--Tom Junod, “The Lonely Power of Michelle and the Idea of Barack,” on THE POLITICS BLOG at esquire.com
David Denby's Defense of Clint Eastwood—Annotated
David Denby, film critic for The New Yorker, took the road less traveled last week and wound up defending Clint Eastwood's speech at the Republican National Convention. I'm a fan of the “In Defense of...” article—I've done a few of them myself—but, as I began the piece, I couldn't imagine what defense Denby could conjure. Here it is:
For the record, I didn’t think Clint Eastwood’s chair dialogue was “sad and pathetic” as Roger Ebert put it, or the weird mutterings of a senescent citizen, as Rachel Maddow and other liberal commentators thought, or quite as incoherent as Amy Davidson said. John Cassidy admitted that the speech was “refreshing,” which was closer to my response. It’s amusing that so many commentators complain about the wooden or pre-fabricated nature of convention speeches and then carry on as if some unspeakable disaster had taken place when someone tries something off-beat and a little strange. That's actually not a bad defense, particularly from a film critic. 'In a world of Hollywood gloss, Eastwood has given us mumblecore.'
Rachel Maddow, whom I generally admire, teases Republican squareness with shrugs and grins in every broadcast. Every broadcast, Gracie? I think I've seen, at most, a half-hour of her show total. But then I don't watch TV news. But last night, with a larger than usual national audience watching, she relied on some presumed proper standard of behavior to judge Eastwood, using that assumption as an opportunistic sarcastic tool. Last night, Maddow came off as the square.
I deplore most of Clint’s politics, yet this speech was not a disaster but an act of cunning, like many of his public appearances. I looked at it as an act of “One-take Clint.” Here's Arnie Hammer on Eastwood's directing style: “At one point he was like, 'OK, cut, print.' And I was like, 'Whoa, whoa, Clint, I had my sides in my hands, I thought we were just rehearsing that.'” That's how Eastwood does it and he probably thought he could get away with it at the RNC, too. He couldn't.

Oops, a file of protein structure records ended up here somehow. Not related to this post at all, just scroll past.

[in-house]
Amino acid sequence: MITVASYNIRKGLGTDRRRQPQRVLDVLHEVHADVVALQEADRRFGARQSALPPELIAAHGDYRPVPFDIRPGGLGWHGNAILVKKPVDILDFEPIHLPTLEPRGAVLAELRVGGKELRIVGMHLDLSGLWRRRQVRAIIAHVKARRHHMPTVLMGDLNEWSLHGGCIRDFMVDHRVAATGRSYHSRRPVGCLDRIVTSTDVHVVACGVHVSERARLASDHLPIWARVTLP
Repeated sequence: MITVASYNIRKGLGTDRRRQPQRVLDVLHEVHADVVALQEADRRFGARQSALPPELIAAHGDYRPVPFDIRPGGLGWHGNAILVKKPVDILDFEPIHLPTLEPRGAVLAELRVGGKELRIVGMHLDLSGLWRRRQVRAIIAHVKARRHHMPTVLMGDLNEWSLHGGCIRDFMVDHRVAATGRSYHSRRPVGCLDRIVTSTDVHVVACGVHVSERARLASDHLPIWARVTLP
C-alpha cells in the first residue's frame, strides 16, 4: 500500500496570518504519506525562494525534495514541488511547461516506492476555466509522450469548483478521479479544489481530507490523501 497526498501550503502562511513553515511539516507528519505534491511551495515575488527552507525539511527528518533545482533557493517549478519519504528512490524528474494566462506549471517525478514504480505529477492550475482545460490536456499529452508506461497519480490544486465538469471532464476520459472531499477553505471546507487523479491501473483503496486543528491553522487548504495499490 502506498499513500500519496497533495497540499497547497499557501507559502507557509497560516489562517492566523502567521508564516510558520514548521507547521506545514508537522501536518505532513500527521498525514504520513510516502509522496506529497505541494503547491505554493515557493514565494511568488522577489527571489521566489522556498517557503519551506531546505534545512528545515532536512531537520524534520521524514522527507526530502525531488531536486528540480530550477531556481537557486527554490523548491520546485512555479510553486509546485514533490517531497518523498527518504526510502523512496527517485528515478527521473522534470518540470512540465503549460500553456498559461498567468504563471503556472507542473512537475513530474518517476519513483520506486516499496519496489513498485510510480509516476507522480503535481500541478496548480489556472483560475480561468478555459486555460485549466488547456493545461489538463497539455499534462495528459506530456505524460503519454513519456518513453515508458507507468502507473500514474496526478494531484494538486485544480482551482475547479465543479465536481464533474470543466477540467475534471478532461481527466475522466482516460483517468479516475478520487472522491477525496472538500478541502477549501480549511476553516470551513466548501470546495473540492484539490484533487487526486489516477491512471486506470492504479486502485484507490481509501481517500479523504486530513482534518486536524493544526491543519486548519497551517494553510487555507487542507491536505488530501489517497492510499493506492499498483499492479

He eschewed rhetoric and “rousing” pro-Romney remarks. Apparently most of the speakers did without rousing pro-Romney remarks. They weren't there to nominate Romney; they were there to nominate against Obama.
I could have done without his reprisal of “Make my day,” but, in general, he was folksy, Will Rogersish, eccentric, maybe, but less doddering than mock-doddering. Look at it again: there’s a kind of logic to what he said. As always, his focus was on his idea of integrity—a man should do what he promises to do. Like give a good speech at a national convention?
That led him into a tangle on Obama’s not closing Gitmo, but he started out by saying that it was a broken promise. That matters to him much more than ideology. Then why is he stumping for Romney--a man who's repudiated everything he ever did as governor of Massachusetts? Does Eastwood like the fact that Romney's making no promises other than the generic and jingoistic? That's he's making the usual Republican promises to increase defense, cut taxes on the rich and yet somehow balance the budget? That he's promising us voodoo economics all over again? Does Eastwood like how the GOP's attack on Obama is an attack on a strawman? Does he like Romney's line about “voting for the American” as if Obama isn't?
He’s always been more of a libertarian than an orthodox Republican, and is actually quite liberal in his social views. Exactly. So why was he there?
His remark that we should have consulted the Russians before going into Afghanistan was startling and very far from stupid. No, it was stupid. Particularly if it was an attack on Obama. Or was it an attack on Bush 43? Or was it attack on our post-9/11 response? Dirty Harry was telling us we shouldn't have attacked those who attacked us? That we should have read al Qaeda its rights? Funny.
His assertion that Obama should bring the troops home tomorrow morning was even more startling. How many people at the convention reject our military efforts in Afghanistan and want to end them tomorrow? Besides Eastwood and the Ron Paulites? I'm guessing ... none.
Eccentric, maybe, but not a disaster, and it will be remembered fondly as the one humanly interesting moment of the convention. Nice try, David. The mere fact that Eastwood was there was a bad call, given his politics; but it was his lack of rehearsal, his thought he could do this in one take, that hurt him. Sometimes, Clint, a man's gotta know his limitations.